- Oops!Something went wrong.Please try again later.
"I think it is sensible to wait just a little longer," Mr Johnson told a news conference on Monday evening. "As things stand, and on the evidence that I can see right now, I'm confident that we will not need more than four weeks."
Announcing the delay, he said government was “so concerned” by the Delta variant that is “now spreading faster than the third wave predicted in the February roadmap”.
“We’re seeing cases growing by about 64 per cent per week, and in the worst affected areas, it’s doubling every week,” he added.
“And the average number of people being admitted to hospital in England has increased by 50 per cent week on week, and by 61 per cent in the North West, which may be the shape of things to come.
“Because we know the remorseless logic of exponential growth and even if the link between infection and hospitalisation has been weakened it has not been severed.”
He hopes deaths will be significantly reduced by mid-July because two-thirds of adults will have then been offered both vaccine doses due to the delay being coupled with a reduction in the time between jabs for the over-40s.
Limits on numbers for sports events, pubs and cinemas will therefore remain in place, nightclubs will stay shuttered and people will be asked to continue working from home where possible.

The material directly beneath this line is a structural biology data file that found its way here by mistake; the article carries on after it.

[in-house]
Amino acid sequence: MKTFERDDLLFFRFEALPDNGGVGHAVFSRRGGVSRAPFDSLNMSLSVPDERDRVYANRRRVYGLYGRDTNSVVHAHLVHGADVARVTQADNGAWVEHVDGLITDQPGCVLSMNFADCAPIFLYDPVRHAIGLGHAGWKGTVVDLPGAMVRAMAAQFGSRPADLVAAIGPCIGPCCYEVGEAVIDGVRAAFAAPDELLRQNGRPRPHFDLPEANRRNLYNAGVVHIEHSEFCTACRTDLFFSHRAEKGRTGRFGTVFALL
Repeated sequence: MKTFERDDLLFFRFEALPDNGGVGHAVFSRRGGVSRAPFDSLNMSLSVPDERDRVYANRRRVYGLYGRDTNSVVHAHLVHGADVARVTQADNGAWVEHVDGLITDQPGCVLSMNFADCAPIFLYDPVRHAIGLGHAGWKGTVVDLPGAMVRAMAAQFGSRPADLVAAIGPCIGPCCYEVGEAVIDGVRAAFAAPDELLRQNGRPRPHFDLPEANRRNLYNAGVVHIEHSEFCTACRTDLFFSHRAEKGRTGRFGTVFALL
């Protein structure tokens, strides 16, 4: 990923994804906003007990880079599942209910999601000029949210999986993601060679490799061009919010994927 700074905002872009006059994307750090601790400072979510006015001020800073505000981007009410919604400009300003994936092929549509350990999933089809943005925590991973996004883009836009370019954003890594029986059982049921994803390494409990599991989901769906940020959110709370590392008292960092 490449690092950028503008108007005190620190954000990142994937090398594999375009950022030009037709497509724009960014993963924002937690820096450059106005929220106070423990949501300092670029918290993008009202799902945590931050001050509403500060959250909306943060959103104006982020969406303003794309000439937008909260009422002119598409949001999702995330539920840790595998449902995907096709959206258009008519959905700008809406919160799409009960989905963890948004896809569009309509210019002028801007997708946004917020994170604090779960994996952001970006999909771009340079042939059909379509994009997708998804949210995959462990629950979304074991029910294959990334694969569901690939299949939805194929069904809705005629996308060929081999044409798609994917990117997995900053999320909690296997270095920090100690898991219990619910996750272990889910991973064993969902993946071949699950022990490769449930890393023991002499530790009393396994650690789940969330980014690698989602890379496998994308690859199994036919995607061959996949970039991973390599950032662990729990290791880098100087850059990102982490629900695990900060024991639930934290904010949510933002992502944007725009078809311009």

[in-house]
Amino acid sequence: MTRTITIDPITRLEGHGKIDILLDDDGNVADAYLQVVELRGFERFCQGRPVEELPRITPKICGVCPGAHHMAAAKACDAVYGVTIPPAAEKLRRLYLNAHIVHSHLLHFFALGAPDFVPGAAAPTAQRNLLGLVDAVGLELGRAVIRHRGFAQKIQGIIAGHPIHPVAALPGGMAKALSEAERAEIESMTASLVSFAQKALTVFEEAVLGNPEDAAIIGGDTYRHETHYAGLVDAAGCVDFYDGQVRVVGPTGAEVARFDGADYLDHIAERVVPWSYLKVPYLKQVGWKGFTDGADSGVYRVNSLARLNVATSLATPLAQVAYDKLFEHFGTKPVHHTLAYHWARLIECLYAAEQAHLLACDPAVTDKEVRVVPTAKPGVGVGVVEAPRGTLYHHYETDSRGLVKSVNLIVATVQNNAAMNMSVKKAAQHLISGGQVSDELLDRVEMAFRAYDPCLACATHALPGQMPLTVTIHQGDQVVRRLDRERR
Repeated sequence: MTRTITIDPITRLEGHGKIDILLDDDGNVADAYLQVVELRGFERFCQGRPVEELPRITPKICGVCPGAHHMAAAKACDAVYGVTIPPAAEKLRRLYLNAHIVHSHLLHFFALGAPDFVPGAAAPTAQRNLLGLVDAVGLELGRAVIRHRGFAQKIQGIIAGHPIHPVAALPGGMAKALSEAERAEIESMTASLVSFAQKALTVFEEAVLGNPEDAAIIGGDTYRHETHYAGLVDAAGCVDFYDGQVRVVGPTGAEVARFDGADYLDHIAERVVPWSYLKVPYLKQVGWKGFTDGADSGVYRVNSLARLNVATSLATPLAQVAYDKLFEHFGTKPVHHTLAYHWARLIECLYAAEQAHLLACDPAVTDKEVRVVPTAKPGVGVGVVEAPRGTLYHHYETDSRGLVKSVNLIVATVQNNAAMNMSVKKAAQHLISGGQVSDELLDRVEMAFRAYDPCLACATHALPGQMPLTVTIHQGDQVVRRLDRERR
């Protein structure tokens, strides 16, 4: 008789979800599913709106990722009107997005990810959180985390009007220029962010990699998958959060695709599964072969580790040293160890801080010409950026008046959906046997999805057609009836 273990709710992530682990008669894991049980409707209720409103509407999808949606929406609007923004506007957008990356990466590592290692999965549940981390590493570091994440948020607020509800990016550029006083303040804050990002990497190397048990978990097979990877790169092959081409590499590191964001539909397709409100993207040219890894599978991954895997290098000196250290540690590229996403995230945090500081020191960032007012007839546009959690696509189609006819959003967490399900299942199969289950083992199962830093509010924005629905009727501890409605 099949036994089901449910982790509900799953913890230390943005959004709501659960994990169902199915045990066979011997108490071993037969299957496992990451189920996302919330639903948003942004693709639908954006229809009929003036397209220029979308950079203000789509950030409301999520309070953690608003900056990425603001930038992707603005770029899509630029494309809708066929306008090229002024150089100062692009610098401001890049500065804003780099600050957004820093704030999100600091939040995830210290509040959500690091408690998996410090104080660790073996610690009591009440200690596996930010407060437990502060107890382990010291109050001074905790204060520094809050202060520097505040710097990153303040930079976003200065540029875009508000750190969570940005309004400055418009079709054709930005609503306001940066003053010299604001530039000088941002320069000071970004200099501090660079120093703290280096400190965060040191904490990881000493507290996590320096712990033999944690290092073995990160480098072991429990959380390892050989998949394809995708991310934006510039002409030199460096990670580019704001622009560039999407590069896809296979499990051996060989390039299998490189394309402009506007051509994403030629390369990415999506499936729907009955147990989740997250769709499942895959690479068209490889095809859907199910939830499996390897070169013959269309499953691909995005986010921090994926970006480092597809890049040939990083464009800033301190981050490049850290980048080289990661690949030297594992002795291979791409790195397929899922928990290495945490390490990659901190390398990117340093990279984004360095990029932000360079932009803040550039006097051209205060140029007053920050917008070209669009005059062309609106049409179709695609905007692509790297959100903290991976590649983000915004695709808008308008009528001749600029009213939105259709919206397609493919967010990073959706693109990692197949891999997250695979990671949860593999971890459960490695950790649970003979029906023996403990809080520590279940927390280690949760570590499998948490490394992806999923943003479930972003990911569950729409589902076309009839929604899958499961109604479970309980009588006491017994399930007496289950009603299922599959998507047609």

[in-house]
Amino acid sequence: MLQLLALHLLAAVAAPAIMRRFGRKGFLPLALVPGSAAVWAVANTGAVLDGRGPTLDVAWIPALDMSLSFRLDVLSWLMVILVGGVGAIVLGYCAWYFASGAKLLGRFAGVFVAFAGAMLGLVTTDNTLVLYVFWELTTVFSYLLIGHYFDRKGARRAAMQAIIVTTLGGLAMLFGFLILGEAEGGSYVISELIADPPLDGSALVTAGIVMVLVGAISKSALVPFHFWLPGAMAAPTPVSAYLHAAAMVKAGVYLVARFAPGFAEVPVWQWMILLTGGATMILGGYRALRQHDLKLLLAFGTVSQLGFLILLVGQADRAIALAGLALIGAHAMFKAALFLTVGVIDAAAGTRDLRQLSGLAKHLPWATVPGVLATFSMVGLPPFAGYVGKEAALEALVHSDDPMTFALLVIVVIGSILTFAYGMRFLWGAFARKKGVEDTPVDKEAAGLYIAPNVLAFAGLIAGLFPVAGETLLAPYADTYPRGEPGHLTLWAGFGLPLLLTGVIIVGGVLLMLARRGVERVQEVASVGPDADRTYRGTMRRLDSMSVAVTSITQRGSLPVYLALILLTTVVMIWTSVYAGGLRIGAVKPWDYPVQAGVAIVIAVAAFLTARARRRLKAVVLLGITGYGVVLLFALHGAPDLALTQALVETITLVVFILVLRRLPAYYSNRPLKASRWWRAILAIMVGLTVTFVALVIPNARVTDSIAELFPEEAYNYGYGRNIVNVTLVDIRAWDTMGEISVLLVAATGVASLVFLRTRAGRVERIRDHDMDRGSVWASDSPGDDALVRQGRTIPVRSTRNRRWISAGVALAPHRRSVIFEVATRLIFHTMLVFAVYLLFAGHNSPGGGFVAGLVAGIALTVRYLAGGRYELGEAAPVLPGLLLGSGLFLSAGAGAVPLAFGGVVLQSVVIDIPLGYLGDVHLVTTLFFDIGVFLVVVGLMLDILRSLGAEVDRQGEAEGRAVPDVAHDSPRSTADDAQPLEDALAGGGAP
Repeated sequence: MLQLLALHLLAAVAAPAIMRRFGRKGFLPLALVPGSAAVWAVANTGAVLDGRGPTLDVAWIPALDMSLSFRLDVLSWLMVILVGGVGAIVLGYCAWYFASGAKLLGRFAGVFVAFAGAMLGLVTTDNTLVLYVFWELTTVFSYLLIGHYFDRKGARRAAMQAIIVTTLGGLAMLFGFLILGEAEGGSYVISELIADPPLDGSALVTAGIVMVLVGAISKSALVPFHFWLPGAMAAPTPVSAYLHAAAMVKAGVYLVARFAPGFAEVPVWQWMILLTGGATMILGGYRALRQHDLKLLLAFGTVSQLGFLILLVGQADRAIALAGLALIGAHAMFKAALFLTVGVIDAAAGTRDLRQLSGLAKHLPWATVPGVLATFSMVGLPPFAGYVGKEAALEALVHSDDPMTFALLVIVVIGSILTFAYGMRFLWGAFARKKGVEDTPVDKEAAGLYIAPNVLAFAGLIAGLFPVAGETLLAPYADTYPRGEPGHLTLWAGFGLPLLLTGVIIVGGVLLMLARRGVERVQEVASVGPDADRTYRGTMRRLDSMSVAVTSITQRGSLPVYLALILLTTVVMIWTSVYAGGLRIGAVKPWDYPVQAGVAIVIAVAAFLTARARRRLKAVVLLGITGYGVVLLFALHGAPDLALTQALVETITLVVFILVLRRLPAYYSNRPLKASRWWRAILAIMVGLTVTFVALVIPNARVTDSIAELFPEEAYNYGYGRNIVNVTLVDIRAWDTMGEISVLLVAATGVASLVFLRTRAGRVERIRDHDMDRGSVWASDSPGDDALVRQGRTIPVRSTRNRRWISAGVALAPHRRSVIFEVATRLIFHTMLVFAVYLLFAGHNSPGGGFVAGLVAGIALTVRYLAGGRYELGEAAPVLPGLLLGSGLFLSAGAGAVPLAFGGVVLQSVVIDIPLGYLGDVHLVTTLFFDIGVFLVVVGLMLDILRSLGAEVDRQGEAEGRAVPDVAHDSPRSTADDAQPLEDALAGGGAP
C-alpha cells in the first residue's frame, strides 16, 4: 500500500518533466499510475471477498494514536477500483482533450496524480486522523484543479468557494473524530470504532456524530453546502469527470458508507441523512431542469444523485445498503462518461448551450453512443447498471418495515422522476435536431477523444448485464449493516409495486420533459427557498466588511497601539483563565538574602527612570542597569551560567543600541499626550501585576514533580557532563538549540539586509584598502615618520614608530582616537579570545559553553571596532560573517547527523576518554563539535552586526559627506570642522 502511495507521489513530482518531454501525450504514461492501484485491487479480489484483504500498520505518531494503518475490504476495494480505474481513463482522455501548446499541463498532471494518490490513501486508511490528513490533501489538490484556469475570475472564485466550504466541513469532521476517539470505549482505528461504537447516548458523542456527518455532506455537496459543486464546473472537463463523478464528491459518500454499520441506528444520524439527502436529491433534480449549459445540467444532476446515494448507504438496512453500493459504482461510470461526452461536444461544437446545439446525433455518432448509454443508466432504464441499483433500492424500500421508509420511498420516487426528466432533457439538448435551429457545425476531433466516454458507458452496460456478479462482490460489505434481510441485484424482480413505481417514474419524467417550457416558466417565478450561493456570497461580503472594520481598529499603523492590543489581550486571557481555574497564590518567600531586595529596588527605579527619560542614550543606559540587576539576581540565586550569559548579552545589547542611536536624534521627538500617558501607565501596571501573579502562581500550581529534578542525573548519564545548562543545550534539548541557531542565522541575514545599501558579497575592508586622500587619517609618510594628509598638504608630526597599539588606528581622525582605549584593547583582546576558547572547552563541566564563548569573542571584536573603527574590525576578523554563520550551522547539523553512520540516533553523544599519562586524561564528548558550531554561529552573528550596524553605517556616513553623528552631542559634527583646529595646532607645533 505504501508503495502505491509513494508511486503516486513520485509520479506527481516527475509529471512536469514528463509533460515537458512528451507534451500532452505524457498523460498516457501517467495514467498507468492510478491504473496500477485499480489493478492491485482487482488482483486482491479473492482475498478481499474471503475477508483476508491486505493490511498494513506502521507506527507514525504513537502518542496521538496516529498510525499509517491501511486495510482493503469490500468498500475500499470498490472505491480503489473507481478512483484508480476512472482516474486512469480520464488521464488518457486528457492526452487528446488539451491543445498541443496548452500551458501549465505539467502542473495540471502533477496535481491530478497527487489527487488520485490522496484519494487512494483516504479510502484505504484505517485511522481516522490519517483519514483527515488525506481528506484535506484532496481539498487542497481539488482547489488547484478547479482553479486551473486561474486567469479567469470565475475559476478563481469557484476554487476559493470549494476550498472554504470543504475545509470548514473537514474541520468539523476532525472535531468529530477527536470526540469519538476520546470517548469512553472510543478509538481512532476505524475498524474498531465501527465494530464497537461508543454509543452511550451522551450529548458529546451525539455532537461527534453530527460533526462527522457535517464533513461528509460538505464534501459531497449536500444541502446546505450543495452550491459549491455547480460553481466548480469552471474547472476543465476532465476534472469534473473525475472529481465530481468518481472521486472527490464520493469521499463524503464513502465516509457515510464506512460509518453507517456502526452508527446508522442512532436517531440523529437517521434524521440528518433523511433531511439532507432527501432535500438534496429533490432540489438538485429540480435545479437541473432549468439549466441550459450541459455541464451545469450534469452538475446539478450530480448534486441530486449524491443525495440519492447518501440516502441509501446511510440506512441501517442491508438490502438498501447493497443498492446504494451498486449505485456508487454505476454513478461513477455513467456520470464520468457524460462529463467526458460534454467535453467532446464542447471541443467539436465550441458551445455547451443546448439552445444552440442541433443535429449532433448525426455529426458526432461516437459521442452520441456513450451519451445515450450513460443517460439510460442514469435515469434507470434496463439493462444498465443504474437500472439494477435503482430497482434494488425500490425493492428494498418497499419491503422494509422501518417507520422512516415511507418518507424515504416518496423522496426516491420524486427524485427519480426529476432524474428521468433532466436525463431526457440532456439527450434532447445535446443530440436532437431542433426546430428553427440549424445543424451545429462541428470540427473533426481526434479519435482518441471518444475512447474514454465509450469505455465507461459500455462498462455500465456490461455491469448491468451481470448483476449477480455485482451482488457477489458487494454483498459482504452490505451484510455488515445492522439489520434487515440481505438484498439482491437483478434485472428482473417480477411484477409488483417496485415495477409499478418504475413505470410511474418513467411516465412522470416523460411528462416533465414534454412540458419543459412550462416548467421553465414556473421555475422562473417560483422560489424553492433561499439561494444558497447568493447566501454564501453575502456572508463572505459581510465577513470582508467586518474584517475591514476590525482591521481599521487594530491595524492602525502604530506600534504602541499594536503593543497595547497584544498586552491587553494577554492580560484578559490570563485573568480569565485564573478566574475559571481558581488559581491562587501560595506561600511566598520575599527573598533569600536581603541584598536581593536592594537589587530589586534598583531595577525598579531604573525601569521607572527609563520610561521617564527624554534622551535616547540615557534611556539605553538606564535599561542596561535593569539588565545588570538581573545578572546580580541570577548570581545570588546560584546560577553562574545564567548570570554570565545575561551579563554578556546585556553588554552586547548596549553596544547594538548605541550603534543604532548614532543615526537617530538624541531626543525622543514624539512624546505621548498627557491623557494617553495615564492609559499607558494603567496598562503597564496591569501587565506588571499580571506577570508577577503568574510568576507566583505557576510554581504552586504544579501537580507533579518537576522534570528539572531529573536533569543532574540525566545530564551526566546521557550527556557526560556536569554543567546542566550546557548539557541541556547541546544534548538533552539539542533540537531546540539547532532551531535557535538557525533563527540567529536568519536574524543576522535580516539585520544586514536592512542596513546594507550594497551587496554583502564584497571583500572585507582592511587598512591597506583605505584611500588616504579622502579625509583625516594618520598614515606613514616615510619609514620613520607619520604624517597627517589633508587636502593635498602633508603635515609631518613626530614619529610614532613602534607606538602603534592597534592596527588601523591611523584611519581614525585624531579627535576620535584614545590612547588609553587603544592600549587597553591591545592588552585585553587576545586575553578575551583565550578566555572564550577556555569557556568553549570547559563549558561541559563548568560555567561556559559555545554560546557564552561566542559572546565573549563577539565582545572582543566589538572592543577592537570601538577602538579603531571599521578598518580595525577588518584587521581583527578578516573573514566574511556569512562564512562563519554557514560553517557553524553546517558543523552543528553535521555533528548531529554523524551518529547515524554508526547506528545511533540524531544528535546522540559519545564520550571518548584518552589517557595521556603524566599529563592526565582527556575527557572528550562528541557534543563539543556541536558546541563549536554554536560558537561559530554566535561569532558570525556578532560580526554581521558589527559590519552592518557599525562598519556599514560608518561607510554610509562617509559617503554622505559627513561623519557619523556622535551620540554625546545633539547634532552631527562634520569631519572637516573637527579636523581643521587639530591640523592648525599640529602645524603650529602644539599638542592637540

"It's unmistakably clear the vaccines are working and the sheer scale of the vaccine roll-out has made our position incomparably better than in previous waves," he said.
"But now is the time to ease off the accelerator, because by being cautious now we have the chance in the next four weeks to save many thousands of lives by vaccinating millions more people.
“And once the adults of this country have been overwhelmingly vaccinated, which is what we can achieve in a short space of time, we will be in a far stronger position to keep hospitalisations down, to live with this disease, and to complete our cautious but irreversible roadmap to freedom.”
However the Prime Minister did announce a lifting of the 30-person cap on wedding guests and wakes.
And he said pilot events such as Euro 2020 and “some theatrical performances" would continue, indicating they will be allowed larger crowds than under the restrictions currently in place elsewhere as part of the research programme.
There will be a review of the measures in two weeks’ time on June 28, Mr Johnson said. If the data is much better than expected, the Government could ease restrictions earlier, although a Downing Street spokesperson said that was unlikely.
When the PM initially outlined his roadmap out of lockdown in February this year, it was hoped that all limits could be removed by June 21.
The aim was to reopen almost all of the economy, including sectors that remained shut down.
However, the variant that emerged in India has thrown the final step out lockdown off course.
The move is set to spark fury from backbench Conservative MPs who warn about the impact on the economy and peoples’ mental health.
On weddings, there will be no limit on the amount of guests allowed to attend a ceremony.
However, couples will only be able to invite guests based on their venue’s ability to socially distance and the provision of table service.
Guests will also have to sit on tables of no more than six people and singing and dancing indoors will still be banned.
Although, officials conceded that outdoors on private land the no-dancing message will be guidance rather than an outright ban.